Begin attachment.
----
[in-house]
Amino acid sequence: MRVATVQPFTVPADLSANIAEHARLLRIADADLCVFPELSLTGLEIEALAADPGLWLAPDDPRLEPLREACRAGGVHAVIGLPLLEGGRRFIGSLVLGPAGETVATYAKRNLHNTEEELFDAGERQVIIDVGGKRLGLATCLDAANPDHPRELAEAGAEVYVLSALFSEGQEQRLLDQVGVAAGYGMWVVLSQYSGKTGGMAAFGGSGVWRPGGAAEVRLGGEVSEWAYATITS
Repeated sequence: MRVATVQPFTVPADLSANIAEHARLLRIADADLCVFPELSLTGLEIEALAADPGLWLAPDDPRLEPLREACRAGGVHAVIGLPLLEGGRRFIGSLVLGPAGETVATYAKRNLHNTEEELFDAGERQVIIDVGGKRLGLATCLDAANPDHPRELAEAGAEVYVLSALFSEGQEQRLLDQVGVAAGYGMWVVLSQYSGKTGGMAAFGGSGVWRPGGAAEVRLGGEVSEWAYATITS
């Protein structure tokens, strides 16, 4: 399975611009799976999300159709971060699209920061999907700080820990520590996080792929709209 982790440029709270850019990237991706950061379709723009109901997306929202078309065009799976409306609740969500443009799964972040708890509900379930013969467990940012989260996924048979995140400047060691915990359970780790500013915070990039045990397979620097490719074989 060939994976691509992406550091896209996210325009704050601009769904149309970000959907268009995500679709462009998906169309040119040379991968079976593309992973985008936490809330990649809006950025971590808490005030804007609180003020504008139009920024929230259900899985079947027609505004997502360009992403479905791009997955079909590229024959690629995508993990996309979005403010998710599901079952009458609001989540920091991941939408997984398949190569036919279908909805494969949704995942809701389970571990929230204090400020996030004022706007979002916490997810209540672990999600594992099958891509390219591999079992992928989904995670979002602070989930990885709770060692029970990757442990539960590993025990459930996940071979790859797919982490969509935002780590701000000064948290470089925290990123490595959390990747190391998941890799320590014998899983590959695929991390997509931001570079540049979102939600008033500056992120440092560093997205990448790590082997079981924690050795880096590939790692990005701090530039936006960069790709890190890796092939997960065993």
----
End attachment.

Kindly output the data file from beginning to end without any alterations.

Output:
[in-house]
Amino acid sequence: MRVATVQPFTVPADLSANIAEHARLLRIADADLCVFPELSLTGLEIEALAADPGLWLAPDDPRLEPLREACRAGGVHAVIGLPLLEGGRRFIGSLVLGPAGETVATYAKRNLHNTEEELFDAGERQVIIDVGGKRLGLATCLDAANPDHPRELAEAGAEVYVLSALFSEGQEQRLLDQVGVAAGYGMWVVLSQYSGKTGGMAAFGGSGVWRPGGAAEVRLGGEVSEWAYATITS
Repeated sequence: MRVATVQPFTVPADLSANIAEHARLLRIADADLCVFPELSLTGLEIEALAADPGLWLAPDDPRLEPLREACRAGGVHAVIGLPLLEGGRRFIGSLVLGPAGETVATYAKRNLHNTEEELFDAGERQVIIDVGGKRLGLATCLDAANPDHPRELAEAGAEVYVLSALFSEGQEQRLLDQVGVAAGYGMWVVLSQYSGKTGGMAAFGGSGVWRPGGAAEVRLGGEVSEWAYATITS
């Protein structure tokens, strides 16, 4: 399975611009799976999300159709971060699209920061999907700080820990520590996080792929709209 982790440029709270850019990237991706950061379709723009109901997306929202078309065009799976409306609740969500443009799964972040708890509900379930013969467990940012989260996924048979995140400047060691915990359970780790500013915070990039045990397979620097490719074989 060939994976691509992406550091896209996210325009704050601009769904149309970000959907268009995500679709462009998906169309040119040379991968079976593309992973985008936490809330990649809006950025971590808490005030804007609180003020504008139009920024929230259900899985079947027609505004997502360009992403479905791009997955079909590229024959690629995508993990996309979005403010998710599901079952009458609001989540920091991941939408997984398949190569036919279908909805494969949704995942809701389970571990929230204090400020996030004022706007979002916490997810209540672990999600594992099958891509390219591999079992992928989904995670979002602070989930990885709770060692029970990757442990539960590993025990459930996940071979790859797919982490969509935002780590701000000064948290470089925290990123490595959390990747190391998941890799320590014998899983590959695929991390997509931001570079540049979102939600008033500056992120440092560093997205990448790590082997079981924690050795880096590939790692990005701090530039936006960069790709890190890796092939997960065993």